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LIVE MARKETS-Opening snapshot: Carefully off the back foot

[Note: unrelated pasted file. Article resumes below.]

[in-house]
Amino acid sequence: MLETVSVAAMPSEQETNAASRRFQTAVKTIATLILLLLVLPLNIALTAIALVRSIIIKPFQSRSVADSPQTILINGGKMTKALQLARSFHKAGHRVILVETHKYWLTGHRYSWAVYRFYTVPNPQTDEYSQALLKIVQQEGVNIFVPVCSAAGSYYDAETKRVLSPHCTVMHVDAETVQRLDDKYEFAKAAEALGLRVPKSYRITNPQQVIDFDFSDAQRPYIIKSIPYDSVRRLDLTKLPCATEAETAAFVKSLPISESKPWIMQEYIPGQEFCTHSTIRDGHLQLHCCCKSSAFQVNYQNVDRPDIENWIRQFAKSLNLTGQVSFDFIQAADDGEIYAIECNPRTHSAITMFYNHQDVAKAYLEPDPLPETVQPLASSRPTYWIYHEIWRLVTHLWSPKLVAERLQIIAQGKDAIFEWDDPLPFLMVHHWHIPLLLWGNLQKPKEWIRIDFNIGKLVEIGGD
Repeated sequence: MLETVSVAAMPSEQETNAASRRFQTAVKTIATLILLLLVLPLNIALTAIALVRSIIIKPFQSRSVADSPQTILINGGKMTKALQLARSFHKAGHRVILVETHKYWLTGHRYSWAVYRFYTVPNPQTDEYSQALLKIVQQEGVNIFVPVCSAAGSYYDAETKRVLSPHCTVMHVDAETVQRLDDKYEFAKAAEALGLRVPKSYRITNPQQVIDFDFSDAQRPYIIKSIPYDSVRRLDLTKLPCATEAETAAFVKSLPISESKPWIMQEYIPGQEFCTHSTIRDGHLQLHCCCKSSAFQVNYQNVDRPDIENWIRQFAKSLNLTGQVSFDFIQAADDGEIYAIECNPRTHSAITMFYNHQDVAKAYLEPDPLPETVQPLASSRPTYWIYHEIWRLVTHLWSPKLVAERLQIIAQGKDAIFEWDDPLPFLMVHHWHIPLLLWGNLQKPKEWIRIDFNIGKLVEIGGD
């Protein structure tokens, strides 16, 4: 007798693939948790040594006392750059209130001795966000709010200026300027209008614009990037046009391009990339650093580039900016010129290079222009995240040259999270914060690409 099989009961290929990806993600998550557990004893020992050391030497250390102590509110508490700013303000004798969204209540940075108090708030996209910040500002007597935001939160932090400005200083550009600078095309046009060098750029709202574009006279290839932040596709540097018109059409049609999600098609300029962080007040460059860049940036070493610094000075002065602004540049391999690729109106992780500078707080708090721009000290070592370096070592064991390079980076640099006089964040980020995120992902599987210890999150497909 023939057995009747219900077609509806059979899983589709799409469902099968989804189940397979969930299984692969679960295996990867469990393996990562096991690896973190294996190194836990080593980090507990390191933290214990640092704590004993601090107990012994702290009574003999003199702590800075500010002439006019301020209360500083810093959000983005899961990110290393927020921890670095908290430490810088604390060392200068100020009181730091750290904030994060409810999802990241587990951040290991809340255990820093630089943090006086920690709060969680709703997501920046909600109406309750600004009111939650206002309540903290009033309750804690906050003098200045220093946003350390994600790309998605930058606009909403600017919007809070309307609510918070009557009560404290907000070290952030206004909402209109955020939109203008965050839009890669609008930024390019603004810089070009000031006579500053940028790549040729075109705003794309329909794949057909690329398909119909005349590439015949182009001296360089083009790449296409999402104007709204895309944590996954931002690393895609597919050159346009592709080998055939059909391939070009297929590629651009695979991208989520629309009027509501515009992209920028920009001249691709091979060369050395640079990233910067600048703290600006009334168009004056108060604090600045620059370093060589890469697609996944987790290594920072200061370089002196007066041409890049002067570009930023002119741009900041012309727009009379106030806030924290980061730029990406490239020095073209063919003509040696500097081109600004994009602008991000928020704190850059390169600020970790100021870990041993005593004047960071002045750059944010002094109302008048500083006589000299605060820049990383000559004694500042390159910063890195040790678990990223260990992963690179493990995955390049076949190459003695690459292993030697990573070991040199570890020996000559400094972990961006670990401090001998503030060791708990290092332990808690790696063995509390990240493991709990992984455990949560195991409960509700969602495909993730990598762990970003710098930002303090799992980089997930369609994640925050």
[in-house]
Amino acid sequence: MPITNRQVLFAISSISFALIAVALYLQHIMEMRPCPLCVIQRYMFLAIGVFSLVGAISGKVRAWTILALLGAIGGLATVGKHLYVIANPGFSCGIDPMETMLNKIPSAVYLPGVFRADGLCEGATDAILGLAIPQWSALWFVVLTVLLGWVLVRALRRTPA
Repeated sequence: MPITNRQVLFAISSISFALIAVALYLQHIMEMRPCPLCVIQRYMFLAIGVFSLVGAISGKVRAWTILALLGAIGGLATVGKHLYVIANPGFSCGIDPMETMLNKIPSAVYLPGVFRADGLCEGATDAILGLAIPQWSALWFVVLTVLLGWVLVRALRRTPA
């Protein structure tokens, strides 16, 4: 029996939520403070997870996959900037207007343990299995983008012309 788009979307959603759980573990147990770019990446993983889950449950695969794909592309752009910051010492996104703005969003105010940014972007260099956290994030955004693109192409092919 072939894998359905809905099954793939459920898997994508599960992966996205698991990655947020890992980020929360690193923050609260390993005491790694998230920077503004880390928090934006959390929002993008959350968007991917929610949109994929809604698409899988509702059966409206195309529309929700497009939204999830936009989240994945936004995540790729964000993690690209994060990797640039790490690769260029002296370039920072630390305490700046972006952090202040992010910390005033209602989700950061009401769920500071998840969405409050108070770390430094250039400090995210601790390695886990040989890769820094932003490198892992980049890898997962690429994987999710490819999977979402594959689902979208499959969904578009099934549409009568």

Welcome to the home for real-time coverage of European equity markets brought to you by Reuters stocks reporters and anchored today by Julien Ponthus. Reach him on Messenger to share your thoughts on market moves: julien.ponthus.thomsonreuters.com@reuters.net OPENING SNAPSHOT: CAREFULLY OFF THE BACK FOOT (0840 GMT) European stock markets opened in the red and slightly worse than what futures or spreabetters indications had initially suggested. Traders are however gradually and carefully getting off the backfoot and most bourse and sectors are now trading positively. There isn't however much out there in terms of news on the macro side to fuel the optimism. Defensives are the biggest drivers with healthcare and food & beverage sectors rising 0.9%. In terms of individual stocks there are quite a few negative headlines. Osram Licht took a big hit, now down 4% with Austria's AMS failing in its takeover attempt . Building materials supplier SIG collapsed 23% after it warned that annual profit in its core businesses would be significantly lower, hit by a deteriorating construction market as a downturn in Britain and Germany deepened and fears of a recession loomed. That also hit peer Travis Perkins which fell 4.1%. Another spectacular move was in Safilo which is down close to 5% after rising almost 12% on Friday. There was speculation that France's Kering could be looking at the Italian company as a possible takeover target but that’s no longer the case. HSBC was nearly flat after the FT'S report that the bank plans to cut 10,000 jobs. Bayer is up 1.7 percent after news that a pending U.S. lawsuit over claims related to its glyphosate-based herbicide Roundup has been delayed. Here's your opening snapshot: (Julien Ponthus) ***** OSRAM, SIG AND SAFILO AMONG EXPECTED FALLERS (0753 GMT) No drama expected at the open for European stock markets this morning with benchmarks seen hovering at plus or minus 0.2 pct. Anxiety over the trade war talks in Washington or Brexit negotiations this week have yet not killed The “Goldilocks” buzz from the U.S. jobs data on Friday. There seems to be little reaction so far on DAX futures about German industrial orders falling more than expected. It does however add yet more evidence that Europe's largest economy is getting stuck into a slowdown. There is some action on the downside for some individual stocks, notably Osram with Austria's AMS struggling in its takeover attempt and SIG warning on full-year profit as construction activity lags. Shares in Safilo will be closely watched after they rose almost 12% on Friday. There was speculation that France's Kering could be looking at the Italian company as a possible takeover target but that’s no longer the case. It is still unclear from pre-market data whether reports that HSBC plans to cut 10,000 jobs will have much of an impact. Bayer is seen rising after a pending U.S. lawsuit over claims related to its glyphosate-based herbicide Roundup has been delayed. (Julien Ponthus) ***** NOT MUCH MOVEMENT EXPECTED AT THE OPEN (0524 GMT) Clearly the U.S. job data's soothing effect can still be felt and it all seems pretty quiet this morning in Europe after Asian shares edged higher as concerns of a slowdown in the world's largest economy eased. IG Financial spreadbetters expect London's FTSE to open 12 points down, Frankfurt's DAX 4 points higher and Paris' CAC to lose 3 points while U.S. futures are slightly in the red after their rally on Friday. Anxiety is bound to rise as we get closer to the U.S.-China trade negotiations in Washington planned on Oct 10-11. This quote from our Wall Street market report on Friday sums up pretty well market sentiment towards Friday's nonfarm payrolls: "It's sort of a Goldilocks report: it's not strong enough to move the Federal Reserve away from cutting rates at the end of October, but it's not weak enough to make you concerned about the labor market or the consumer," said Shawn Snyder, head of investment strategy at Citi Personal Wealth Management in New York. Bets that the Fed will cut interest rates have surged this week after a dramatic contraction in U.S. manufacturing, cooling private sector hiring, and a fall in service sector activity pointed to widening fallout from the U.S.-China trade war. (Julien Ponthus) ***** (Reporting by Danilo Masoni, Joice Alves, Josephine Mason, Julien Ponthus and Thyagaraju Adinarayan)